The world's first wiki where authorship really matters (Nature Genetics, 2008). Due credit and reputation for authors. Imagine a global collaborative knowledge base for original thoughts. Search thousands of articles and collaborate with scientists around the globe.

wikigene or wiki gene protein drug chemical gene disease author authorship tracking collaborative publishing evolutionary knowledge reputation system wiki2.0 global collaboration genes proteins drugs chemicals diseases compound
Hoffmann, R. A wiki for the life sciences where authorship matters. Nature Genetics (2008)



Gene Review

ARE2  -  Are2p

Saccharomyces cerevisiae S288c

Synonyms: N3206, SAT1, Sterol O-acyltransferase 2, Sterol-ester synthase 2, YNR019W
Welcome! If you are familiar with the subject of this article, you can contribute to this open access knowledge base by deleting incorrect information, restructuring or completely rewriting any text. Read more.

Disease relevance of ARE2

  • Our results indicate that transcriptional regulation of ARE genes by heme and specific substrate preferences of Are1p and Are2p may be involved in the adaptation of yeast sterol metabolism to hypoxia [1].

High impact information on ARE2

  • Deletion of ARE2 reduced sterol ester levels to approximately 25 percent of normal levels, whereas disruption of ARE1 did not affect sterol ester biosynthesis [2].
  • In vitro microsomal assays verified that DGA1 and ARE2 mediate acyl-CoA:diacylglycerol acyltransferase reactions [3].
  • However, diploids that are homozygous for a SAT1 null mutation exhibit significantly reduced sporulation efficiency [4].
  • A serine-to-leucine mutation in the (H/Y)SF motif (residues 338-340), unique to sterol esterification enzymes, nullified the activity and stability of yeast Are2p [5].
  • Similarly, a tyrosine-to-alanine change in the FYxDWWN motif of Are2p (residues 523-529) produced an enzyme with decreased activity and apparent affinity for oleoyl-CoA [5].

Biological context of ARE2


Anatomical context of ARE2


Associations of ARE2 with chemical compounds

  • We present evidence that the primary role of the minor sterol esterification isoform encoded by ARE1 is to esterify sterol intermediates, whereas the role of the ARE2 enzyme is to esterify ergosterol, the end product of the pathway [6].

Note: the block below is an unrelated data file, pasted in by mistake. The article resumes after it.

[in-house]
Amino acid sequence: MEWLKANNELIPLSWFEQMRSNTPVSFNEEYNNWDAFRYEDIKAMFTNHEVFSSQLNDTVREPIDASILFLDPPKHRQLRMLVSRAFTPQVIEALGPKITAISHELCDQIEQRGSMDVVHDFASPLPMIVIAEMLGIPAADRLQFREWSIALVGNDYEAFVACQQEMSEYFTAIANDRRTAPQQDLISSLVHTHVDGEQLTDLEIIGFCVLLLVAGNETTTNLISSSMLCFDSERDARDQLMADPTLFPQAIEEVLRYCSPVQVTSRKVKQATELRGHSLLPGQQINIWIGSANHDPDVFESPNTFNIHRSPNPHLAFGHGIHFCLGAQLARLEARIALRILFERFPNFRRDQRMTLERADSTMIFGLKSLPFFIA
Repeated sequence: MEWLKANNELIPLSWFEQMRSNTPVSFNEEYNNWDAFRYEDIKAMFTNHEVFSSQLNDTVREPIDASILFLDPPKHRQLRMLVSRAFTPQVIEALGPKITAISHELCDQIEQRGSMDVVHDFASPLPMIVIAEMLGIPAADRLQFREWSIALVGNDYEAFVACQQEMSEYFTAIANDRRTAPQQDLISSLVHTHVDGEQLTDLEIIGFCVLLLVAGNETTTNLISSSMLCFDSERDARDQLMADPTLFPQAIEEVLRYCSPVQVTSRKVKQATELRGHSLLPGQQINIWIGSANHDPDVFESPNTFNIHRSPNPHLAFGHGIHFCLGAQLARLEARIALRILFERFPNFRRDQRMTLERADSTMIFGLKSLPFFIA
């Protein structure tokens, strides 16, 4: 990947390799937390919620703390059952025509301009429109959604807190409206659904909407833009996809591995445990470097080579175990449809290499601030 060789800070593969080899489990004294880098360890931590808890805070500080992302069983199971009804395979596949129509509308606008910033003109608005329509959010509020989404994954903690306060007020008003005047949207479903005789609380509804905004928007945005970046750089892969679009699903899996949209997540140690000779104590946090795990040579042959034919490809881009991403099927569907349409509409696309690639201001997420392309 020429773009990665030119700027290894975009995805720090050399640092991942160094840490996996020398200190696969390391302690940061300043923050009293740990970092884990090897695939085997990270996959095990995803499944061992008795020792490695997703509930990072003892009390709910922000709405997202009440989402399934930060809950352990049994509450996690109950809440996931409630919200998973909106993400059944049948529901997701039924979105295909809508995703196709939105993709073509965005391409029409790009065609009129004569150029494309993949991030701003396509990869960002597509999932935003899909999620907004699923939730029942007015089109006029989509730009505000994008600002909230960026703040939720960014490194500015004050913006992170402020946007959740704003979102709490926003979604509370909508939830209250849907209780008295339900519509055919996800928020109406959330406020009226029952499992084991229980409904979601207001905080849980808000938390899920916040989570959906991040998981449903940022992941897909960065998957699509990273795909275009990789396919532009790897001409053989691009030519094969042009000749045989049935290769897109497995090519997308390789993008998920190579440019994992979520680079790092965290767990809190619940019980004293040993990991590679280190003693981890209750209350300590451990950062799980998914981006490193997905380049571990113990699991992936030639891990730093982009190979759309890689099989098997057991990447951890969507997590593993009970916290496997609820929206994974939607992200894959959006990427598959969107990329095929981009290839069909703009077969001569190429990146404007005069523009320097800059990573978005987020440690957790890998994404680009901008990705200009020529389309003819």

• ARE2 overexpression had no impact on the accumulation of the early sterols such as lanosterol, but influenced the later intermediates and the end product ergosterol [9].
  • Steryl esters are formed by the two steryl ester synthases Are1p and Are2p, two enzymes with overlapping function which also catalyze triacylglycerol formation, although to a minor extent [10].

Other interactions of ARE2

  • In a growth competition experiment are1are2 cells grow more slowly than wild-type after several rounds of cultivation, suggesting that Are1p and Are2p or steryl esters, the product formed by these two enzymes, are more important in the natural environment than under laboratory conditions [11].
  • In addition to recovering multiple alleles of previously identified genes required for this process (referred to as alpha 2 repression), we have identified four other genes, designated ARE1, ARE2, ARE3, and ARE4 (for alpha 2 repression) [12].


  1. Heme-regulated expression of two yeast acyl-CoA:sterol acyltransferases is involved in the specific response of sterol esterification to anaerobiosis. Valachovic, M., Klobucníková, V., Griac, P., Hapala, I. FEMS Microbiol. Lett. (2002) [Pubmed]
  2. Sterol esterification in yeast: a two-gene process. Yang, H., Bard, M., Bruner, D.A., Gleeson, A., Deckelbaum, R.J., Aljinovic, G., Pohl, T.M., Rothstein, R., Sturley, S.L. Science (1996) [Pubmed]
  3. The DGA1 gene determines a second triglyceride synthetic pathway in yeast. Oelkers, P., Cromley, D., Padamsee, M., Billheimer, J.T., Sturley, S.L. J. Biol. Chem. (2002) [Pubmed]
  4. Molecular cloning and characterization of two isoforms of Saccharomyces cerevisiae acyl-CoA:sterol acyltransferase. Yu, C., Kennedy, N.J., Chang, C.C., Rothblatt, J.A. J. Biol. Chem. (1996) [Pubmed]
  5. Identification of potential substrate-binding sites in yeast and human acyl-CoA sterol acyltransferases by mutagenesis of conserved sequences. Guo, Z., Cromley, D., Billheimer, J.T., Sturley, S.L. J. Lipid Res. (2001) [Pubmed]
  6. Transcriptional regulation of the two sterol esterification genes in the yeast Saccharomyces cerevisiae. Jensen-Pergakes, K., Guo, Z., Giattina, M., Sturley, S.L., Bard, M. J. Bacteriol. (2001) [Pubmed]
  7. An acyl-CoA:cholesterol acyltransferase (ACAT)-related gene is involved in the accumulation of triacylglycerols in Saccharomyces cerevisiae. Sandager, L., Dahlqvist, A., Banaś, A., Ståhl, U., Lenman, M., Gustavsson, M., Stymne, S. Biochem. Soc. Trans. (2000) [Pubmed]
  8. A yeast strain lacking lipid particles bears a defect in ergosterol formation. Sorger, D., Athenstaedt, K., Hrastnik, C., Daum, G. J. Biol. Chem. (2004) [Pubmed]
  9. Enhanced sterol-acyl transferase activity promotes sterol accumulation in Saccharomyces cerevisiae. Polakowski, T., Bastl, R., Stahl, U., Lang, C. Appl. Microbiol. Biotechnol. (1999) [Pubmed]
  10. Dynamics of neutral lipid storage in yeast. Müllner, H., Daum, G. Acta Biochim. Pol. (2004) [Pubmed]
  11. Contribution of Are1p and Are2p to steryl ester synthesis in the yeast Saccharomyces cerevisiae. Zweytick, D., Leitner, E., Kohlwein, S.D., Yu, C., Rothblatt, J., Daum, G. Eur. J. Biochem. (2000) [Pubmed]
  12. Identification of genes required for alpha 2 repression in Saccharomyces cerevisiae. Wahi, M., Johnson, A.D. Genetics (1995) [Pubmed]
WikiGenes - Universities